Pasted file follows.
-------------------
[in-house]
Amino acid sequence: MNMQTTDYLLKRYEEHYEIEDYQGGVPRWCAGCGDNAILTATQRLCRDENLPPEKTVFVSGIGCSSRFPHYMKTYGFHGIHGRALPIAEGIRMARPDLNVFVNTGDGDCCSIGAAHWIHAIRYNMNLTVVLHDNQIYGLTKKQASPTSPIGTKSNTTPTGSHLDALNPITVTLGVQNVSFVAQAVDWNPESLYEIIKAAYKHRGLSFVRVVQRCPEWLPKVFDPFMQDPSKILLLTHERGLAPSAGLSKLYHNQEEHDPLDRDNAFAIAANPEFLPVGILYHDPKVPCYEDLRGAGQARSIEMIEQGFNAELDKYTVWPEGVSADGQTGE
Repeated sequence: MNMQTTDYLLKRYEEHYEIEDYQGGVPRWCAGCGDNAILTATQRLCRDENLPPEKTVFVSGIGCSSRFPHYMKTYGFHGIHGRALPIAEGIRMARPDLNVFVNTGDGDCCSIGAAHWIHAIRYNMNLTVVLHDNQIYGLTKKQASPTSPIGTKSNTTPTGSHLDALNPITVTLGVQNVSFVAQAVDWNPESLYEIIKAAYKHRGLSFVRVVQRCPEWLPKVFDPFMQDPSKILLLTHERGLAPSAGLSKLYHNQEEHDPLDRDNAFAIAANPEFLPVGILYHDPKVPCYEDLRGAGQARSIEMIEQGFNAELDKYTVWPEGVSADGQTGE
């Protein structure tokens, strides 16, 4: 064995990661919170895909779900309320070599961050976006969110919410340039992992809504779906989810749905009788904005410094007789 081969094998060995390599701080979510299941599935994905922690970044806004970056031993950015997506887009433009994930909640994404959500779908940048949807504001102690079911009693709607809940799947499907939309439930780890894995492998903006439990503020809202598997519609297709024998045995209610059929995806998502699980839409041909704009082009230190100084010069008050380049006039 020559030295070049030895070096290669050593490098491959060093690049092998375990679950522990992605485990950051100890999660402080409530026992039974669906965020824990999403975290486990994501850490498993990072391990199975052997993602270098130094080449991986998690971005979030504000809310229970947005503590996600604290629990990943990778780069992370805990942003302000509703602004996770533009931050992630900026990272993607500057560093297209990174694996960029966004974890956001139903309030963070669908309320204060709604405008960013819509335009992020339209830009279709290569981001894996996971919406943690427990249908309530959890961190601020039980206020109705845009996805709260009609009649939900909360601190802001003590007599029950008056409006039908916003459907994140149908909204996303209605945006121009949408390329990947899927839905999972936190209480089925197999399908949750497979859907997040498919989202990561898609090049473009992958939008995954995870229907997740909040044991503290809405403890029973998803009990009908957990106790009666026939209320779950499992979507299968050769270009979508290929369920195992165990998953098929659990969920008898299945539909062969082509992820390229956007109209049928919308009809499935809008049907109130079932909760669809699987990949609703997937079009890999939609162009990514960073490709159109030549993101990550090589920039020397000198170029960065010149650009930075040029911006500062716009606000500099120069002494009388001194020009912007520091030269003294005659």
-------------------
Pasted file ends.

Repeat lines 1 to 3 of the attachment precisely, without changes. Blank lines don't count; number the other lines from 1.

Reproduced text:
[in-house]
Amino acid sequence: MNMQTTDYLLKRYEEHYEIEDYQGGVPRWCAGCGDNAILTATQRLCRDENLPPEKTVFVSGIGCSSRFPHYMKTYGFHGIHGRALPIAEGIRMARPDLNVFVNTGDGDCCSIGAAHWIHAIRYNMNLTVVLHDNQIYGLTKKQASPTSPIGTKSNTTPTGSHLDALNPITVTLGVQNVSFVAQAVDWNPESLYEIIKAAYKHRGLSFVRVVQRCPEWLPKVFDPFMQDPSKILLLTHERGLAPSAGLSKLYHNQEEHDPLDRDNAFAIAANPEFLPVGILYHDPKVPCYEDLRGAGQARSIEMIEQGFNAELDKYTVWPEGVSADGQTGE
Repeated sequence: MNMQTTDYLLKRYEEHYEIEDYQGGVPRWCAGCGDNAILTATQRLCRDENLPPEKTVFVSGIGCSSRFPHYMKTYGFHGIHGRALPIAEGIRMARPDLNVFVNTGDGDCCSIGAAHWIHAIRYNMNLTVVLHDNQIYGLTKKQASPTSPIGTKSNTTPTGSHLDALNPITVTLGVQNVSFVAQAVDWNPESLYEIIKAAYKHRGLSFVRVVQRCPEWLPKVFDPFMQDPSKILLLTHERGLAPSAGLSKLYHNQEEHDPLDRDNAFAIAANPEFLPVGILYHDPKVPCYEDLRGAGQARSIEMIEQGFNAELDKYTVWPEGVSADGQTGE